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Is my phone listening to me?

Have you ever noticed your Facebook ads changing after you mentioned something in a conversation? Like that time you were discussing an upcoming hiking trip with your partner and started seeing ads of sleeping bags and tents. Or when you were considering getting a dog and were immediately bombarded with pages for animal lovers. Is it a coincidence, or are our phones listening to us?

Karolis Bareckas

Karolis Bareckas

Is my phone listening to me?

Is it true that my phone is listening to me?

In 2011, Apple introduced Siri, the first virtual assistant designed for iPhones. It paved the way for Alexa, Cortana, and many others. They listen to your voice all the time and, after you trigger a special command, recognize you so you can make calls, send texts, ask questions, and control your device.

We can definitely say that your phone is listening to you via your device’s onboard microphone. It always has to listen to you so it can hear your voice command and assist you. However, things are not that simple.

Apple randomly selects a small portion of users’ conversations with Siri to analyze them and see how they can improve the quality of their service. In 2019, a report revealed that Siri can sometimes be mistakenly activated and record private matters, such as people having sex, discussing business, and even talking with their doctors, all of which might later be passed on to contractors responsible for analyzing voice recordings. Apple apologized to its users and promised to improve its policies and default settings. But Siri’s case is not an exception, as Amazon’s Alexa and Google Assistant are using similar systems and default settings.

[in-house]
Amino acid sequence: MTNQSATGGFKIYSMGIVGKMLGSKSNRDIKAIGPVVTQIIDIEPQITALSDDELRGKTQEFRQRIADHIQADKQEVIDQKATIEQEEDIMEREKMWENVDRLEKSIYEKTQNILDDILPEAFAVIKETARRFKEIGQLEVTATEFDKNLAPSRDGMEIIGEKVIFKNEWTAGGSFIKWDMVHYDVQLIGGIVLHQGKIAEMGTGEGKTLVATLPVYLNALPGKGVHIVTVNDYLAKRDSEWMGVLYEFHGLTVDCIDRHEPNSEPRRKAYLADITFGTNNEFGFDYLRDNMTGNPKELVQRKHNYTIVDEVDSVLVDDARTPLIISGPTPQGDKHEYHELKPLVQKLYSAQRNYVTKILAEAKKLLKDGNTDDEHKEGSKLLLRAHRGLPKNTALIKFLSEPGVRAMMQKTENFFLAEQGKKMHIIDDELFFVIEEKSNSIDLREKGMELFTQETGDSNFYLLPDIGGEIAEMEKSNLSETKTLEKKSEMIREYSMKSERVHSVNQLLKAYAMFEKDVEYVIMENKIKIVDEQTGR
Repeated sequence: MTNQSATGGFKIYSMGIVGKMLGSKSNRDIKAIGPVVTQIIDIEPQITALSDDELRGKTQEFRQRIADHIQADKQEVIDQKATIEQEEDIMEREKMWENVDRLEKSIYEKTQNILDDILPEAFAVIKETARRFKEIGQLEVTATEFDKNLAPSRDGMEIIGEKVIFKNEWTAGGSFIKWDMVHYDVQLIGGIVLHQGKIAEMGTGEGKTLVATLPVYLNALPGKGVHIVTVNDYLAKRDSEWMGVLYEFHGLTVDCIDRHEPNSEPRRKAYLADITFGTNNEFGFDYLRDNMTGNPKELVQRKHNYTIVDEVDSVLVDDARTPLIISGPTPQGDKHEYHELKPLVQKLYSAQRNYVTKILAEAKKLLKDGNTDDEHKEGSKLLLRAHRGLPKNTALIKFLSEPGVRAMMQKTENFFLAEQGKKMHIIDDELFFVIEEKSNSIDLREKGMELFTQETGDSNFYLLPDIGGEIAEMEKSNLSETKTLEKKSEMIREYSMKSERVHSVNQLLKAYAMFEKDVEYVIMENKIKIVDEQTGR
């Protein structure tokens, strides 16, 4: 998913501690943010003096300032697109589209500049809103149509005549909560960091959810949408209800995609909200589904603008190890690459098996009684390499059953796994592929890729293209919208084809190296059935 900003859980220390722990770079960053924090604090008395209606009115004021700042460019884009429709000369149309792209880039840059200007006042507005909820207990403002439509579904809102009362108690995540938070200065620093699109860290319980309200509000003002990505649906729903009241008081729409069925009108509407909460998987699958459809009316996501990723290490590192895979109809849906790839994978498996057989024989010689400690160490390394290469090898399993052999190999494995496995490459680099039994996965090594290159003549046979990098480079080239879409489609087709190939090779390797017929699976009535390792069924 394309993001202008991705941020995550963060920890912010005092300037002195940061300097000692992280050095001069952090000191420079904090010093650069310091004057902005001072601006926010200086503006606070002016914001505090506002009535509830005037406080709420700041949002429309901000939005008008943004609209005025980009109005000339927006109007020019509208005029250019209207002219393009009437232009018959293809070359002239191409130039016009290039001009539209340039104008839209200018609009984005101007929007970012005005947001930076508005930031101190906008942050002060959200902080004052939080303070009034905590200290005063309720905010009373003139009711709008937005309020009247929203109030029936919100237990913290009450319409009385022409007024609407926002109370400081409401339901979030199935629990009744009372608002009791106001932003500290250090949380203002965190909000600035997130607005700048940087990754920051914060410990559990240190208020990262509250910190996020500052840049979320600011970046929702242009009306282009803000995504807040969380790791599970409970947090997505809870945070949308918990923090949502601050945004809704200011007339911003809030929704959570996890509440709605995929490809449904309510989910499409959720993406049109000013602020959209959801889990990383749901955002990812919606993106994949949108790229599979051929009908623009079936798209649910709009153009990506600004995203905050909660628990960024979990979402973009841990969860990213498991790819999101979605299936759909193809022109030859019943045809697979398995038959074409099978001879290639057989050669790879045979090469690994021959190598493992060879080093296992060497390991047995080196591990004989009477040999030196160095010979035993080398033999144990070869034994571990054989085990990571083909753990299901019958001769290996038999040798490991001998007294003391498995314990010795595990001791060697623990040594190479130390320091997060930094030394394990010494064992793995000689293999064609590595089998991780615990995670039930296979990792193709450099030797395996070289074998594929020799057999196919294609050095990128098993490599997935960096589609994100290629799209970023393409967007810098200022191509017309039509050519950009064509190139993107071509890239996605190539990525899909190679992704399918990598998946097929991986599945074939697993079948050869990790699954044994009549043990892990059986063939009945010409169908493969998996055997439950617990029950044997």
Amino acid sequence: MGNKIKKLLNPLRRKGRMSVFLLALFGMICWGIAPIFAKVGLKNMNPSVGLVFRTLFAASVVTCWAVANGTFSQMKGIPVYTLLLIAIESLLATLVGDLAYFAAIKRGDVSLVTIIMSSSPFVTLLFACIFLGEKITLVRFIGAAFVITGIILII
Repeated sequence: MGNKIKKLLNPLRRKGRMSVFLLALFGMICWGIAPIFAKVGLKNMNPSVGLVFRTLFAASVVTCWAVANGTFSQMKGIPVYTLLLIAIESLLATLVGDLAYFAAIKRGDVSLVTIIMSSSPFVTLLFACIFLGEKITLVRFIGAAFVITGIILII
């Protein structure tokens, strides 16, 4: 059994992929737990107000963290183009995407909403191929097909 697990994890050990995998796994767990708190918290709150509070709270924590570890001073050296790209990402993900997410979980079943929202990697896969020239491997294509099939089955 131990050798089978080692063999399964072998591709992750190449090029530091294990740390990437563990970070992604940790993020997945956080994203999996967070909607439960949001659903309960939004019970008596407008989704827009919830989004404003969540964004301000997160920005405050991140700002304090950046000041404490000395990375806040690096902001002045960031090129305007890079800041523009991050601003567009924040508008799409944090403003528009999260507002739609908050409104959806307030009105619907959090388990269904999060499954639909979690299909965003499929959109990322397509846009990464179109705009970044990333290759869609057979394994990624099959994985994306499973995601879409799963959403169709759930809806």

Why is my phone listening to me?

When you ask Google Assistant or Siri to find something, this information is used for targeted ads. It’s no different from typing something into Google Search. If you’re looking for car dealerships in your city, related ads will start chasing you across the internet. In a way, a virtual assistant is just another search engine.

Test if your phone is spying on you

Here’s an interesting technique to find out if your phone has been listening and logging your conversations.